Thursday, November 8, 2007

Playlist: Making fun of the Chinese

Racial and ethnic mockery is a cornerstone of American humor. Heck, it may be a cornerstone of world humor, I don’t know. But it doesn’t quite sit well with modern multiculti sensibilities.

In the weeks to come, let’s study some old and new examples of “ethnic comedy” and see if it bothers us. We’ll start with the Chinese.

Everybody knows that Chinamen talk funny, which is always good for a laugh, be you Jew or gentile, black or Hispanic. So click the track titles below and hear professional jokers poke fun at the Chinese.

1. “Chinese Mule Train” – Spike Jones

Bandleader Spike Jones was sort of the “Weird Al” Yankovic of the 1940s and ’50s, except Jones was an expert musical arranger. Instead of parodying hit songs by means of silly lyrics, Spike Jones went bananas with comical sound effects.

Vocalist Freddy Morgan (pictured) specialized in a ching-chongy “Oriental dialect”... most notably displayed on this Spike Jones version of the Frankie Laine hit “Mule Train.”

2. “Signifying Baby Seals” – Pigmeat Markham

Dewey “Pigmeat” Markham was the last of the old-school black vaudevillians. He was so old-school, he continued to perform in blackface in the 1950s.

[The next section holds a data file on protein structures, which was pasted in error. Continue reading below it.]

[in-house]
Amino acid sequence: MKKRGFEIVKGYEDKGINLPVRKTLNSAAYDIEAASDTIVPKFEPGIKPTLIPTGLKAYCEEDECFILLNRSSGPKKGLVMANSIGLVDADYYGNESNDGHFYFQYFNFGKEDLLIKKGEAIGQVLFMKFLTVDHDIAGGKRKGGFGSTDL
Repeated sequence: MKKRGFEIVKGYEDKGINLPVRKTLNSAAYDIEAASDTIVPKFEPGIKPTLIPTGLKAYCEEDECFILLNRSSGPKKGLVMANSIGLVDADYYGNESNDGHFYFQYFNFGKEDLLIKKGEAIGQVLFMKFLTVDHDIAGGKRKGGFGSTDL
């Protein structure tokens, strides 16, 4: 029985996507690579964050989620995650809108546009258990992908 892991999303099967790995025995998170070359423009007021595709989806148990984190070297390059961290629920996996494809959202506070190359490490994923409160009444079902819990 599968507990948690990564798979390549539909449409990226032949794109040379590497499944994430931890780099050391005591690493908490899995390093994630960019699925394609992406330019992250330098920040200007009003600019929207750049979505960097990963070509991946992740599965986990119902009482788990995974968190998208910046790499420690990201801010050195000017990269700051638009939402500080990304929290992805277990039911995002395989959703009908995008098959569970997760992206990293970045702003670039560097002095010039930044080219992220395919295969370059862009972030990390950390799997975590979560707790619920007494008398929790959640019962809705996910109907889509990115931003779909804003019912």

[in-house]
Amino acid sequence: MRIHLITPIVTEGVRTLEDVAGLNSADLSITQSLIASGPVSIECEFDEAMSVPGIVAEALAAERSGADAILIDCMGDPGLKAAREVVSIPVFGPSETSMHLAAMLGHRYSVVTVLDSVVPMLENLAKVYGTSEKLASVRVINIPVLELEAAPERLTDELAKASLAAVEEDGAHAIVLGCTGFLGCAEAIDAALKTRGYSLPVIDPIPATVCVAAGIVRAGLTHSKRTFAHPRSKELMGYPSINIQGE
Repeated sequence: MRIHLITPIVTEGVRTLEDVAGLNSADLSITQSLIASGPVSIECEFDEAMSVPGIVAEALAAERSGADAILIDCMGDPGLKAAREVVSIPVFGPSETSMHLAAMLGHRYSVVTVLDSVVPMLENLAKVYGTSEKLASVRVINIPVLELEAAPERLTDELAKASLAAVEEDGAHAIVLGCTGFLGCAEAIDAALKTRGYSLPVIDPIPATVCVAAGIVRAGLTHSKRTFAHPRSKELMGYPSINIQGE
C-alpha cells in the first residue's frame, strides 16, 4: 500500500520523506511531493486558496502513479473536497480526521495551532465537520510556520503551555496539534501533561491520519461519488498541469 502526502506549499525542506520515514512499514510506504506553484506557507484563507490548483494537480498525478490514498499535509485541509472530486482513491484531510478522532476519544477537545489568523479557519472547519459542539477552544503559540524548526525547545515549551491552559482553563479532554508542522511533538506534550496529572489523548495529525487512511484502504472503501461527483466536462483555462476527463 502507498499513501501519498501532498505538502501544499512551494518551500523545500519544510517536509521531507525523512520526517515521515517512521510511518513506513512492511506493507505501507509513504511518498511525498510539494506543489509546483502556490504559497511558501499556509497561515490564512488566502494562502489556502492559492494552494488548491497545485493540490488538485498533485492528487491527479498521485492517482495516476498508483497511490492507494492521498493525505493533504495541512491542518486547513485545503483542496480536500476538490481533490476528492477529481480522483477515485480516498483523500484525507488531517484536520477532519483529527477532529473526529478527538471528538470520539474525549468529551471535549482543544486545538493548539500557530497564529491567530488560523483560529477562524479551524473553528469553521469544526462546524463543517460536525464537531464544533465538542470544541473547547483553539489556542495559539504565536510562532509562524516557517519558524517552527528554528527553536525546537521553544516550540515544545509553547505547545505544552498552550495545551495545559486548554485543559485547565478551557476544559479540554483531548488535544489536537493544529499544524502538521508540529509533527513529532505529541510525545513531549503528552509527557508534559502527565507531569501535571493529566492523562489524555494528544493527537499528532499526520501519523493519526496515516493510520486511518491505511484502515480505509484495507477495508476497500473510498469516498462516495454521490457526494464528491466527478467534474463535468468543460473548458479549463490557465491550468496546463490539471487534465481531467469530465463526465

In this clip, Pigmeat serves as straight man to a comic named Seals. The joke involves a “Chinee detective.” (Not Chinese, Chinee.)

3. “Chinese People” – Rudy Moreno

Just to show you that mocking Asians never goes out of style, here’s a routine from a modern-day L.A. standup, Rudy Moreno. (Who, by the way, did a great job playing a Mexican drug lord – “El Lomo” – in my TV show “Kingpin.”)

Not only do Chinese people talk funny, they tend to be less-than-adequate drivers.

4. “The Original Chinese Waiter” – Buddy Hackett

Ronald L. Smith is the author of “Goldmine Comedy Record Price Guide,” an indispensable reference book for students of American comedy. According to Smith, a young Buddy Hackett made a name for himself on the Borscht Belt with one routine: “The Chinese Waiter.”

This is it... a little slice of show-business history.


Brian said...

Also there is the stuttering chinaman routine by Richard Pryor.

Second bit in.

Schottzie03 said...

"Everybody knows that Chinamen talk funny"

The proper nomenclature is Oriental, dude.

Thembi said...

I'm surprised you left out the classic character from Breakfast at Tiffany's!